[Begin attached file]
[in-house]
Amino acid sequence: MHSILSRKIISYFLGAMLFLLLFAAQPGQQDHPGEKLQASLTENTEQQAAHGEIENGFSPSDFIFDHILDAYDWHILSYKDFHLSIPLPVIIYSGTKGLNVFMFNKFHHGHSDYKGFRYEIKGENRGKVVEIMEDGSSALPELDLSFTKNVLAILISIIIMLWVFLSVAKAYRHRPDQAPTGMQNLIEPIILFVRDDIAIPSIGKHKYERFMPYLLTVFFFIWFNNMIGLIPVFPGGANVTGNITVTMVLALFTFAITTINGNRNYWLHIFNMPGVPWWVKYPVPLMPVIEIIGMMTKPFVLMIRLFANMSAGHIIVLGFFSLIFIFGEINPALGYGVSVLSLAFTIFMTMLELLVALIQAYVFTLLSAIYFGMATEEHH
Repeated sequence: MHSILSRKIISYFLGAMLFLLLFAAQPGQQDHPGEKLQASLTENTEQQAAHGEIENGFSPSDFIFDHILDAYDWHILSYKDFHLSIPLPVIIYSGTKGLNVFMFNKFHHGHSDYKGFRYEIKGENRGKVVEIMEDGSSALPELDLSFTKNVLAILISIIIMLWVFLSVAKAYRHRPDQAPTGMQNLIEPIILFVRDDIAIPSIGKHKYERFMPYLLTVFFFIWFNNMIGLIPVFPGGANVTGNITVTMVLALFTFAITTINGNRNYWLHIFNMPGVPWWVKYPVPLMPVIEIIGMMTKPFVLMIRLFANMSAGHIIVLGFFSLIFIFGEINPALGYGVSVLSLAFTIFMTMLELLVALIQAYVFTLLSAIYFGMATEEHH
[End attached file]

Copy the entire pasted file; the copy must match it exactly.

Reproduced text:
[in-house]
Amino acid sequence: MHSILSRKIISYFLGAMLFLLLFAAQPGQQDHPGEKLQASLTENTEQQAAHGEIENGFSPSDFIFDHILDAYDWHILSYKDFHLSIPLPVIIYSGTKGLNVFMFNKFHHGHSDYKGFRYEIKGENRGKVVEIMEDGSSALPELDLSFTKNVLAILISIIIMLWVFLSVAKAYRHRPDQAPTGMQNLIEPIILFVRDDIAIPSIGKHKYERFMPYLLTVFFFIWFNNMIGLIPVFPGGANVTGNITVTMVLALFTFAITTINGNRNYWLHIFNMPGVPWWVKYPVPLMPVIEIIGMMTKPFVLMIRLFANMSAGHIIVLGFFSLIFIFGEINPALGYGVSVLSLAFTIFMTMLELLVALIQAYVFTLLSAIYFGMATEEHH
Repeated sequence: MHSILSRKIISYFLGAMLFLLLFAAQPGQQDHPGEKLQASLTENTEQQAAHGEIENGFSPSDFIFDHILDAYDWHILSYKDFHLSIPLPVIIYSGTKGLNVFMFNKFHHGHSDYKGFRYEIKGENRGKVVEIMEDGSSALPELDLSFTKNVLAILISIIIMLWVFLSVAKAYRHRPDQAPTGMQNLIEPIILFVRDDIAIPSIGKHKYERFMPYLLTVFFFIWFNNMIGLIPVFPGGANVTGNITVTMVLALFTFAITTINGNRNYWLHIFNMPGVPWWVKYPVPLMPVIEIIGMMTKPFVLMIRLFANMSAGHIIVLGFFSLIFIFGEINPALGYGVSVLSLAFTIFMTMLELLVALIQAYVFTLLSAIYFGMATEEHH